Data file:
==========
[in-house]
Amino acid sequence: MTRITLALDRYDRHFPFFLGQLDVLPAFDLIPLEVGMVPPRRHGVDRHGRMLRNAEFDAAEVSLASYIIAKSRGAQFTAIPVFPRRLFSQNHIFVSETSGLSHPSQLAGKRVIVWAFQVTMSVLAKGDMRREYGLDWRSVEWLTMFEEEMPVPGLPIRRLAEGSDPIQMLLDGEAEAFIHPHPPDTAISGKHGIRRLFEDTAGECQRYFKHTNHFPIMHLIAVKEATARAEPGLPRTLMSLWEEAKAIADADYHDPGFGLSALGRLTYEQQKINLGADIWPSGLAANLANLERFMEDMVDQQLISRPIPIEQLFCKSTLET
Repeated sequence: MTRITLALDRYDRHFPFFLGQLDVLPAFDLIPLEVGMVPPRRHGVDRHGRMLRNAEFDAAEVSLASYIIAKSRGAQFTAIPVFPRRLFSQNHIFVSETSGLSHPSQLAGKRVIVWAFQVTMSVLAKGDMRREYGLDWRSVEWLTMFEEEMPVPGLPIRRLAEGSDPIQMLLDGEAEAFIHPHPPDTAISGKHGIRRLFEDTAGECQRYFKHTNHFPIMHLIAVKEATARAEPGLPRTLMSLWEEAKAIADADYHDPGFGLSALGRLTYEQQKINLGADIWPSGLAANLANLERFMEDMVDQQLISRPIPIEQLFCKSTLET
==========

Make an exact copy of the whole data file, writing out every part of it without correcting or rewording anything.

[in-house]
Amino acid sequence: MTRITLALDRYDRHFPFFLGQLDVLPAFDLIPLEVGMVPPRRHGVDRHGRMLRNAEFDAAEVSLASYIIAKSRGAQFTAIPVFPRRLFSQNHIFVSETSGLSHPSQLAGKRVIVWAFQVTMSVLAKGDMRREYGLDWRSVEWLTMFEEEMPVPGLPIRRLAEGSDPIQMLLDGEAEAFIHPHPPDTAISGKHGIRRLFEDTAGECQRYFKHTNHFPIMHLIAVKEATARAEPGLPRTLMSLWEEAKAIADADYHDPGFGLSALGRLTYEQQKINLGADIWPSGLAANLANLERFMEDMVDQQLISRPIPIEQLFCKSTLET
Repeated sequence: MTRITLALDRYDRHFPFFLGQLDVLPAFDLIPLEVGMVPPRRHGVDRHGRMLRNAEFDAAEVSLASYIIAKSRGAQFTAIPVFPRRLFSQNHIFVSETSGLSHPSQLAGKRVIVWAFQVTMSVLAKGDMRREYGLDWRSVEWLTMFEEEMPVPGLPIRRLAEGSDPIQMLLDGEAEAFIHPHPPDTAISGKHGIRRLFEDTAGECQRYFKHTNHFPIMHLIAVKEATARAEPGLPRTLMSLWEEAKAIADADYHDPGFGLSALGRLTYEQQKINLGADIWPSGLAANLANLERFMEDMVDQQLISRPIPIEQLFCKSTLET